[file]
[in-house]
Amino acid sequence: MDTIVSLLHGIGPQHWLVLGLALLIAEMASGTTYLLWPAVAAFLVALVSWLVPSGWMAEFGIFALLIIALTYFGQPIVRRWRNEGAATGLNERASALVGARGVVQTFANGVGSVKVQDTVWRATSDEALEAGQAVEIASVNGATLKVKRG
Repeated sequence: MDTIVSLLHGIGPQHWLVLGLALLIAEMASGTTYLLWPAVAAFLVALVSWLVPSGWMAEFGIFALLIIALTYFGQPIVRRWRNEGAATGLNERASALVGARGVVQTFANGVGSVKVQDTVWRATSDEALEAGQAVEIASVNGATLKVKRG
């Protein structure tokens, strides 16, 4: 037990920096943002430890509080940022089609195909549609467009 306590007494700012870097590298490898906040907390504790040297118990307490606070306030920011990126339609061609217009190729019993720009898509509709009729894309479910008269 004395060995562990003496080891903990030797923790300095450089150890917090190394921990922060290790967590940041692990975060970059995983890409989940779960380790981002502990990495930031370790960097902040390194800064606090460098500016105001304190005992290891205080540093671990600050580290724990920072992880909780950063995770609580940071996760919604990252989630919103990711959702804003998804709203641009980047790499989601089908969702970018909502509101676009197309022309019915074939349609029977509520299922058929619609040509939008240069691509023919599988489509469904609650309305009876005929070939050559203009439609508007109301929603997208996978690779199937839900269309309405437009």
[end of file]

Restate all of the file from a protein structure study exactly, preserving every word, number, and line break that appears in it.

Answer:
[in-house]
Amino acid sequence: MDTIVSLLHGIGPQHWLVLGLALLIAEMASGTTYLLWPAVAAFLVALVSWLVPSGWMAEFGIFALLIIALTYFGQPIVRRWRNEGAATGLNERASALVGARGVVQTFANGVGSVKVQDTVWRATSDEALEAGQAVEIASVNGATLKVKRG
Repeated sequence: MDTIVSLLHGIGPQHWLVLGLALLIAEMASGTTYLLWPAVAAFLVALVSWLVPSGWMAEFGIFALLIIALTYFGQPIVRRWRNEGAATGLNERASALVGARGVVQTFANGVGSVKVQDTVWRATSDEALEAGQAVEIASVNGATLKVKRG
């Protein structure tokens, strides 16, 4: 037990920096943002430890509080940022089609195909549609467009 306590007494700012870097590298490898906040907390504790040297118990307490606070306030920011990126339609061609217009190729019993720009898509509709009729894309479910008269 004395060995562990003496080891903990030797923790300095450089150890917090190394921990922060290790967590940041692990975060970059995983890409989940779960380790981002502990990495930031370790960097902040390194800064606090460098500016105001304190005992290891205080540093671990600050580290724990920072992880909780950063995770609580940071996760919604990252989630919103990711959702804003998804709203641009980047790499989601089908969702970018909502509101676009197309022309019915074939349609029977509520299922058929619609040509939008240069691509023919599988489509469904609650309305009876005929070939050559203009439609508007109301929603997208996978690779199937839900269309309405437009």